CAN’T WAIT FOR NEW YEAR’S: Retail investors surveyed during the last week of October by online broker TradeKing (http://www.tradeking.com) believed that an economic recovery won’t happen until next year. TradeKing conducts a quarterly survey of sentiment; this time around, 47% of the respondents described their market outlook as “neutral” or “not sure.” The firm says those are the highest readings for those sentiments since the survey began in July 2007.
U.S. unemployment claims continue to be the top trade trigger for both equities and options traders, with 41% of those surveyed saying that this is their primary concern. U.S. housing, consumer spending and interest rates tied for second, at 30%. These concerns knocked quarterly earnings from the No. 2 spot in the prior quarter, falling sharply from 36% to 27% in the most recent survey.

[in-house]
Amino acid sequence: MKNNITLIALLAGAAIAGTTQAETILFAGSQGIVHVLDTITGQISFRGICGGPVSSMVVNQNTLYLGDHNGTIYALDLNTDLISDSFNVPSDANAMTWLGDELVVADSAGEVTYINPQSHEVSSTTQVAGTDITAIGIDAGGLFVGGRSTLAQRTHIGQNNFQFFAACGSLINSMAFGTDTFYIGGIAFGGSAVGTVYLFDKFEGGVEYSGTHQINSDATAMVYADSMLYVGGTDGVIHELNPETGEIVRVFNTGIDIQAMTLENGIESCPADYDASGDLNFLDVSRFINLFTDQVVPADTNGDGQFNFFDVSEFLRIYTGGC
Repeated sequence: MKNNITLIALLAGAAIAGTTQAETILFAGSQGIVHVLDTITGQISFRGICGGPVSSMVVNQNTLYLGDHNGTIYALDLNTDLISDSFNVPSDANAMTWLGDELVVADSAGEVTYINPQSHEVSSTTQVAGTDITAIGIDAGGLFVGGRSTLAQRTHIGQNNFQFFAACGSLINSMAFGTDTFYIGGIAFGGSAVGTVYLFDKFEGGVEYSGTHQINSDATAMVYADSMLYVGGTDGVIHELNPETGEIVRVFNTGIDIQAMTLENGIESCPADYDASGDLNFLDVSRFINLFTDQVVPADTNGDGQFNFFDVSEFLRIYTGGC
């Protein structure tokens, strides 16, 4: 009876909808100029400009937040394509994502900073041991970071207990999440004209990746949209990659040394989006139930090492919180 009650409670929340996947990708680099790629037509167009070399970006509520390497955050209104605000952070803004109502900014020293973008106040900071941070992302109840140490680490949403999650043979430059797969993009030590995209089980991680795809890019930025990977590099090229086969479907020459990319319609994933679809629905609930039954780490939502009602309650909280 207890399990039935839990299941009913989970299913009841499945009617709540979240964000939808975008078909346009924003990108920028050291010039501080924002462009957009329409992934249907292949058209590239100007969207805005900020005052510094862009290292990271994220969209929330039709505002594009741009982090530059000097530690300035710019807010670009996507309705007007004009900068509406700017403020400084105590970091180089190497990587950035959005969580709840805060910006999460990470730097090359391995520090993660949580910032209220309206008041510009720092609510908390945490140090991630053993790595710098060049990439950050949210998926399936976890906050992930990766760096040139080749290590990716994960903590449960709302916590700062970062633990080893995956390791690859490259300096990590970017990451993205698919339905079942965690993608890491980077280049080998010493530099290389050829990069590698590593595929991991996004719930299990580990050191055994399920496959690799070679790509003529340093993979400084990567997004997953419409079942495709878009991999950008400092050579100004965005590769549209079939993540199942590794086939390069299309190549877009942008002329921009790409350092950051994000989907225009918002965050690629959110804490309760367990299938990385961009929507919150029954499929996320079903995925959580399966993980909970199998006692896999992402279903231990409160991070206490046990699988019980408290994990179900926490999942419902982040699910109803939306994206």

The two most popular sectors for long investments are energy, registering with 58% of respondents, and technology, with 47%. And what are the most prevalent short-selling sectors? Transportation and travel topped the list, followed by finance and retail.
“One thing is certain: Uncertainty dominates right now,” says Don Montanaro, chairman and CEO of TradeKing. “We see at TradeKing how investors’ bullishness comes in the form of very specific moment-in-time opportunities, but the overall sense is that the market could go either way on any given day until we see some solid trending data signaling long-term recovery.”
Published in Barron’s, November 16, 2009.